reduction in a situation where these two types of conditioning are not intermixed and make separate contributions
to avoidance learning.
-First condition fear to a CS in a classical conditioning procedure.
-Second subjects are periodically exposed to the dear-eliciting CS, and allowed to make instrumental
responses to turn off the CS
-More recently this procedure has been referred to as the Escape form fear (FFE) paradigm
Independent Measurement of Fear During Acquisition
-This approach is based on the assumption that if fear motivates and reinforces avoidance responding, then the
conditioning of fear and the conditioning of instrumental avoidance behaviour should go hand in hand.
-Contrary to this prediction, however, conditioned fear and avoidance responding are not always highly
correlated. E.g. Dogs become less fearful as they become proficient in performing avoidance responding, because
they are aware that they can stop the aversive stimulus.
-Successful avoidance behaviour is associated with low levels of fear and low expectations of danger
Extinction of Avoidance Behaviour Through Response-Blocking and CS-Alone Exposure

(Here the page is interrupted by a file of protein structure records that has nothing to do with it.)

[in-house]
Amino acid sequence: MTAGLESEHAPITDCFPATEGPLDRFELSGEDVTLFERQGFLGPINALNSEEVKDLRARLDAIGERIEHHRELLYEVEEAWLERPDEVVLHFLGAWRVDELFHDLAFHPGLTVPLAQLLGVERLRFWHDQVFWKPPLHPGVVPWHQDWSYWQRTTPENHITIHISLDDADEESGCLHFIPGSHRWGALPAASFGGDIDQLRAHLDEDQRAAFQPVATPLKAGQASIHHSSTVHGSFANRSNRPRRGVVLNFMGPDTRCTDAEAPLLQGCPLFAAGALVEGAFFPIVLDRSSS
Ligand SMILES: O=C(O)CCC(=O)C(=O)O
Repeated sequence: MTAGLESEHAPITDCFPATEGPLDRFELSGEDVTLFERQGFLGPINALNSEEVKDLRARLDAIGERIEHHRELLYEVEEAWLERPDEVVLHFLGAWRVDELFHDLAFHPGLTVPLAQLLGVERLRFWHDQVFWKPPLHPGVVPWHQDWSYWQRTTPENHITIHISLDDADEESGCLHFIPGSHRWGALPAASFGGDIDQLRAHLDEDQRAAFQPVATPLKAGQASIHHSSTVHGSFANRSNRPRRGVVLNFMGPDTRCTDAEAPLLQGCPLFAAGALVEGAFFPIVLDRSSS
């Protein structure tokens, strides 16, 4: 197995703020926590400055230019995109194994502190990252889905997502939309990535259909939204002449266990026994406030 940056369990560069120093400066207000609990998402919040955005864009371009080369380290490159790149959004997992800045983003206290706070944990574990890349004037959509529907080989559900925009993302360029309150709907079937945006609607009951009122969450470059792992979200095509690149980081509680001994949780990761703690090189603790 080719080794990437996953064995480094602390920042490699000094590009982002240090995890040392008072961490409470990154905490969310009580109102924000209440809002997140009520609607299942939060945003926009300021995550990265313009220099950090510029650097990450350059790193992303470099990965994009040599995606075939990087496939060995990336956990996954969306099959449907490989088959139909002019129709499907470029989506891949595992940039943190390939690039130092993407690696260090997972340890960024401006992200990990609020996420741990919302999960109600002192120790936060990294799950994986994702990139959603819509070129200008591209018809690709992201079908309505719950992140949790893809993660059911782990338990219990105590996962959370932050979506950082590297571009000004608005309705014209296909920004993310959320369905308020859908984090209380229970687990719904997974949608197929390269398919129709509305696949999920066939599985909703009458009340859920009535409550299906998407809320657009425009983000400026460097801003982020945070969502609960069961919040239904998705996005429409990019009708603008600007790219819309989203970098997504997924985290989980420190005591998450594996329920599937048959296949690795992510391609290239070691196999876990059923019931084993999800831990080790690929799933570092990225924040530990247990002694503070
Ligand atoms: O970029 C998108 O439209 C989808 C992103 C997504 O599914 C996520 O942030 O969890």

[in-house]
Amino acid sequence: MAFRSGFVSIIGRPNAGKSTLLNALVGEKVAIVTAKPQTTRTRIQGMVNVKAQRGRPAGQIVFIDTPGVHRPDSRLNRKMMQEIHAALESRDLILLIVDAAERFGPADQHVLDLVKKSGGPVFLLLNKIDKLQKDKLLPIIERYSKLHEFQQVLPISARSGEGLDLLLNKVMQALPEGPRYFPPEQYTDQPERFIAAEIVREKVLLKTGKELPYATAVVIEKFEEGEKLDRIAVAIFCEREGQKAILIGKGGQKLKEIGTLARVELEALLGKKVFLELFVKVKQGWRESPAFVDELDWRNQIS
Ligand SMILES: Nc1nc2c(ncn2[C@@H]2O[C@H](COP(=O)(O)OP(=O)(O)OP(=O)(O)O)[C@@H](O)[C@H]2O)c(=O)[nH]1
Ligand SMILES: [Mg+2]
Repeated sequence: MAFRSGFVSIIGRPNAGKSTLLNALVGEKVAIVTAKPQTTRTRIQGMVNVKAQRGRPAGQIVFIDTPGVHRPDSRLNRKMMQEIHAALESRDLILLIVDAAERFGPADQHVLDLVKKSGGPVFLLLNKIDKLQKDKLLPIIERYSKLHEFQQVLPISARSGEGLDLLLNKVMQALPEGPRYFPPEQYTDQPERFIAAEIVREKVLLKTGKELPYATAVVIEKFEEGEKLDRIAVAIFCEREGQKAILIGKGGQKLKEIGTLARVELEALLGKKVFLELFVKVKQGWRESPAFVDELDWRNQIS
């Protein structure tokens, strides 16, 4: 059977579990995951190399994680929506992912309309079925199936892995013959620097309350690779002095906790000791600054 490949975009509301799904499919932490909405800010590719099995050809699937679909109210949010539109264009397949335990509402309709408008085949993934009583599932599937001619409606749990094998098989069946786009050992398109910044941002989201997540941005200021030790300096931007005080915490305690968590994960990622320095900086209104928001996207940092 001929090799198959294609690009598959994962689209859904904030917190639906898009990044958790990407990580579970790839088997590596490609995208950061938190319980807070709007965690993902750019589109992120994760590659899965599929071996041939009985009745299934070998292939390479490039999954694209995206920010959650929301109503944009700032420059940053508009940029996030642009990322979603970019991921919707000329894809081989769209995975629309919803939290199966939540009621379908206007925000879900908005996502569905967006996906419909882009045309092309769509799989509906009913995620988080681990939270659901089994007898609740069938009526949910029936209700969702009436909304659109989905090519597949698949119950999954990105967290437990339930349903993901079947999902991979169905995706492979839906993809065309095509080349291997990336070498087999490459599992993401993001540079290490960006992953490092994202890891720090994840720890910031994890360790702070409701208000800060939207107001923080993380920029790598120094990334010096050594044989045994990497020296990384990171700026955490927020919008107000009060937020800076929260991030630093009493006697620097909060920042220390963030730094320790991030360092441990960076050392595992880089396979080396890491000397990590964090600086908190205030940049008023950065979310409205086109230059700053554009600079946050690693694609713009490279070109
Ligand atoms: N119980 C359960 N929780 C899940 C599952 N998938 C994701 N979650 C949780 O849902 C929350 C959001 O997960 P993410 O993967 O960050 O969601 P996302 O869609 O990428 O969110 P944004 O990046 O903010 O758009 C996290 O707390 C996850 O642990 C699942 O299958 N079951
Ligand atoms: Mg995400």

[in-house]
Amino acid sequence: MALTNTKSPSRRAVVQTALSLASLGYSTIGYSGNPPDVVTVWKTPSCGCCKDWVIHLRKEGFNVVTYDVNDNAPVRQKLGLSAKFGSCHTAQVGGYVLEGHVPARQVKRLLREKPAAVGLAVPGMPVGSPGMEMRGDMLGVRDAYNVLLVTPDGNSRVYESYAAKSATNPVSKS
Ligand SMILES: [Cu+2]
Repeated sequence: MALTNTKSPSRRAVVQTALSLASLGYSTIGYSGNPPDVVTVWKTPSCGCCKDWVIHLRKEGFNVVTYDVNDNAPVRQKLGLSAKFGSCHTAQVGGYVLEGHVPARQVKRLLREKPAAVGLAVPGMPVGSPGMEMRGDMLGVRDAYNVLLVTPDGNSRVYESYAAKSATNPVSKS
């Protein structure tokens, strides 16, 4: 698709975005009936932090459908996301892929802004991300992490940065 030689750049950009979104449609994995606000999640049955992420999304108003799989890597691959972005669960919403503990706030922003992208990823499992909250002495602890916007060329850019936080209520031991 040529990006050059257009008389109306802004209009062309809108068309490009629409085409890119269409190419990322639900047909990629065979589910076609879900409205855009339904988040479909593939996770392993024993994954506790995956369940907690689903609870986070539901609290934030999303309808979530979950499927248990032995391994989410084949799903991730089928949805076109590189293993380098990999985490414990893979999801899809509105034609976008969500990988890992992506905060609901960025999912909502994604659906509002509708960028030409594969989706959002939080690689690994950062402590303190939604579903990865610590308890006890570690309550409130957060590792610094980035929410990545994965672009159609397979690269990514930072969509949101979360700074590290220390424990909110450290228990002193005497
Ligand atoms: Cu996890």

-Since avoidance responses can become persistent how might avoidance behaviour be extinguished?
Flooding or response prevention: Presenting the CS in the avoidance situation without the US, but with the
apparatus altered in such a way that the participant is prevented from making the avoidance response.
-Flooding responses have two important components:
1. Being exposed to the CS without the aversive stimulus: blocked exposure to the CS facilitates
extinction of the avoidance response. The effect is determined by the total duration of exposure to
2. Blocking access to the avoidance response also facilitates extinction.
Non-Discriminated (Free-Operant) Avoidance
-Can subjects still learn an avoidance response if there is no external warning stimulus in the situation?
-Sidman devised an avoidance conditioning procedure that did not involve a warning stimulus called non-
discriminated, or free-operant avoidance.
- The aversive stimulus (shock) is scheduled to occur periodically without warning. E.g. every five seconds. Each
time the subject makes an avoidance response it gets a period of safety. E.g. 15 seconds. Repetition of the
avoidance response before the safe period is over, starts the safe period over again.
-Constructed from two time intervals:
1. The intervals between shocks in the absence of a response. Called the S-S clock (shock-shock) interval. In
the example it was 5 seconds
2. The interval between the avoidance response and the next scheduled shock. Called the R-S clock
(Response-shock) interval. In the example it was 15 seconds
Free-Operant Avoidance and Two-Process Theory
-Free-Operant Avoidance behaviour presents a challenge for two-process theory because there is no explicit CS,
but the maintain that because the S-S and R-S intervals are rather short, the passage of time can be responded to
and used as a signal for shock.
Alternative theoretical Accounts of Avoidance Behaviour
Positive Reinforcement Through Conditioned Inhibition of Fear or Conditioned Safety Signals